17

I can't seem to get my head around what advantages the strategy pattern offer. See the example below.

//Implementation without the strategy pattern
class Registry {

    public function Func1(){
         echo 'called function 1';
    }

    public function Func2(){
         echo 'called function 2';
    }

}

$client = new Registry();
$client->Func1();
$client->Func2();

//Implementation with strategy pattern
interface registry {
     public function printMsg();
}

class Func1 implements registry {
     public function printMsg(){
         echo 'called function 1';
    }
}

class Func2 implements registry {
     public function printMsg(){
         echo 'called function 2';
    }
}

class context {

      public function printMsg(Registry $class){
          $class->printMsg();
      }
}

$client = new context();
$client->printMsg(new Func1());
$client->printMsg(new Func2());

In the above two example what advantages will the strategy pattern will offer and how is it better then the first approach? Why should I use strategy pattern?

The above example code might contain errors please ignore the code.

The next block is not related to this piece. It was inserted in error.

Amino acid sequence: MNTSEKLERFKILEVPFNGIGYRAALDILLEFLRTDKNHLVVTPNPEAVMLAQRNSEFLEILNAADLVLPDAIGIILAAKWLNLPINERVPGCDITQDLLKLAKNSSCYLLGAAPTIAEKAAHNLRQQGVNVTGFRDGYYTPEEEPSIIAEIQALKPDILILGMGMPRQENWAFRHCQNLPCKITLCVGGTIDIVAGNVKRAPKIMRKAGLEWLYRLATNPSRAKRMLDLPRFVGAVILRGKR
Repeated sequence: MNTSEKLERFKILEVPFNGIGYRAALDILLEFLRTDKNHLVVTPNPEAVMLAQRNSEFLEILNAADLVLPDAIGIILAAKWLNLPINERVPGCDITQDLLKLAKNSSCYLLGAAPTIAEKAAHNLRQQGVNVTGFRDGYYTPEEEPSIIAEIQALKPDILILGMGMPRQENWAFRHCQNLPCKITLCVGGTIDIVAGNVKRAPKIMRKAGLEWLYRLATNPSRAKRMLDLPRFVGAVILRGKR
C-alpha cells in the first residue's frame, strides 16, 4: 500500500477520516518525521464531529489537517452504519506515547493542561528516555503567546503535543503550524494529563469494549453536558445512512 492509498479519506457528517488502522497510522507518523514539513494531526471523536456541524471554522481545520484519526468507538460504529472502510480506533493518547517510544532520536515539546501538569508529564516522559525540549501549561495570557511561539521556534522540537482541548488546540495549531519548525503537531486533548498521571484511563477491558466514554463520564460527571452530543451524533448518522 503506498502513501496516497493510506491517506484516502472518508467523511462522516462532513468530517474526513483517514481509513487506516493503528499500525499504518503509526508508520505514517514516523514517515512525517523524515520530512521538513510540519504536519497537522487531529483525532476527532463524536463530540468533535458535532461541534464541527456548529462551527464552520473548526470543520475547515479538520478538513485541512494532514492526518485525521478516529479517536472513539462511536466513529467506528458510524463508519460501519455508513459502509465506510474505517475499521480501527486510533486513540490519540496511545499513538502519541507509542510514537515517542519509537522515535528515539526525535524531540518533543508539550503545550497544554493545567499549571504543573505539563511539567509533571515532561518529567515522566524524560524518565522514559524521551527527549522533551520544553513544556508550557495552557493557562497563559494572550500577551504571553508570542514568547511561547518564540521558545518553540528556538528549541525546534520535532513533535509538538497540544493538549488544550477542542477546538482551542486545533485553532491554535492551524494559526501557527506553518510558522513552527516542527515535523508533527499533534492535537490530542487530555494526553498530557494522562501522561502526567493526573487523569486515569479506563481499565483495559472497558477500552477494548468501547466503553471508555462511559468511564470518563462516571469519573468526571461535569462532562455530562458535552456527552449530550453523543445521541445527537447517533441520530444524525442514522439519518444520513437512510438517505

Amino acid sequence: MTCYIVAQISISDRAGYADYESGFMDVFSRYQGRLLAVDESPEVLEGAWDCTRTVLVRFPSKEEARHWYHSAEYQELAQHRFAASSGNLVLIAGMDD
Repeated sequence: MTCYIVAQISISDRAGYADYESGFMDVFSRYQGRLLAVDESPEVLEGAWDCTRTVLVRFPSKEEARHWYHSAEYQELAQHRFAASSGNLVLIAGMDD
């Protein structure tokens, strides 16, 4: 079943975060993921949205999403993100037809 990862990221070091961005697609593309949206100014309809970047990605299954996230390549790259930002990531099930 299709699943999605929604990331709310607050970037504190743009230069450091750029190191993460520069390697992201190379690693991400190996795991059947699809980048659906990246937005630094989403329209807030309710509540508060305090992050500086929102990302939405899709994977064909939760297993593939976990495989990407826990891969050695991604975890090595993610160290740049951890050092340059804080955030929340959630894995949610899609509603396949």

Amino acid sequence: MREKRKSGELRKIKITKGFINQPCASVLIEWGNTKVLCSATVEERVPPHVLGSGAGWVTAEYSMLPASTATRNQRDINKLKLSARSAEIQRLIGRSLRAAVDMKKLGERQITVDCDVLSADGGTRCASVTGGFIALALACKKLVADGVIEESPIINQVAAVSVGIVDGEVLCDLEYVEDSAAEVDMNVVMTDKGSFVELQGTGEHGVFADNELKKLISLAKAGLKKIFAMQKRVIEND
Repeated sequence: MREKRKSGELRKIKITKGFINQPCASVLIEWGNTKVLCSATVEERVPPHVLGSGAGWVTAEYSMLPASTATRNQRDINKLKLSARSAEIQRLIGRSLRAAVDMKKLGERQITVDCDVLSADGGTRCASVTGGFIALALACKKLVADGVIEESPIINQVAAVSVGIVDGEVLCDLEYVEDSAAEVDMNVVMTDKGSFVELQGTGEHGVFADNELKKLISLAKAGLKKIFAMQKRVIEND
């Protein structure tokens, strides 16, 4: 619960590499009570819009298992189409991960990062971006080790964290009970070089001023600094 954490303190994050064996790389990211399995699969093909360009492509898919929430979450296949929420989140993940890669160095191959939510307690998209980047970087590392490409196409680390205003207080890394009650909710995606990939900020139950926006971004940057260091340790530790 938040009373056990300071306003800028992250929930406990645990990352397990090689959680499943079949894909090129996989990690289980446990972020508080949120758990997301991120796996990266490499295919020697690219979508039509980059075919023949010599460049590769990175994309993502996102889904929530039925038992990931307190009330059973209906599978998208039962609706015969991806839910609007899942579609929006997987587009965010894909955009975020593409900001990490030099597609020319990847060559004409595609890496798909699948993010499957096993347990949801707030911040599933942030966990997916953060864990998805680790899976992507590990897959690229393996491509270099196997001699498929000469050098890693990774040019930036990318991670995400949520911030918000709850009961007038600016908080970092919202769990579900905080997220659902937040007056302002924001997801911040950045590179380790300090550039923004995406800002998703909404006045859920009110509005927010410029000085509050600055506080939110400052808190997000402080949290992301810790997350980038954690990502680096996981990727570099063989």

6 Answers 6

35

The intent of the Strategy pattern is to:

Define a family of algorithms, encapsulate each one, and make them interchangeable. Strategy lets the algorithm vary independently from clients that use it. [GoF:349]

To understand what this means, you have to (emphasis mine)

Consider what should be variable in your design. This approach is the opposite of focusing on the cause of redesign. Instead of considering what might force a change to a design, consider what you want to be able to change without redesign. The focus here is on encapsulating the concept that varies, a theme of many design patterns. [GoF:29]

In other words, strategies are related pieces of code you can plug into a client (another object) at runtime to change its behavior. One reason to do this, is to prevent you from having to touch the client each time a new behavior is added (cf. Open Closed Principle (OCP) and Protected Variation). In addition, when you got sufficiently complex algorithms, putting them into their own classes, helps adhering to the Single Responsibility Principle (SRP).

I find the example in your question somewhat ill-suited to grasp the usefulness of the Strategy Pattern. A Registry should not have a printMsg() method and I cannot make much sense of the example as such. An easier example would be the example I give in Can I include code into a PHP class? (the part where I talk about Strategy begins about halfway down the answer).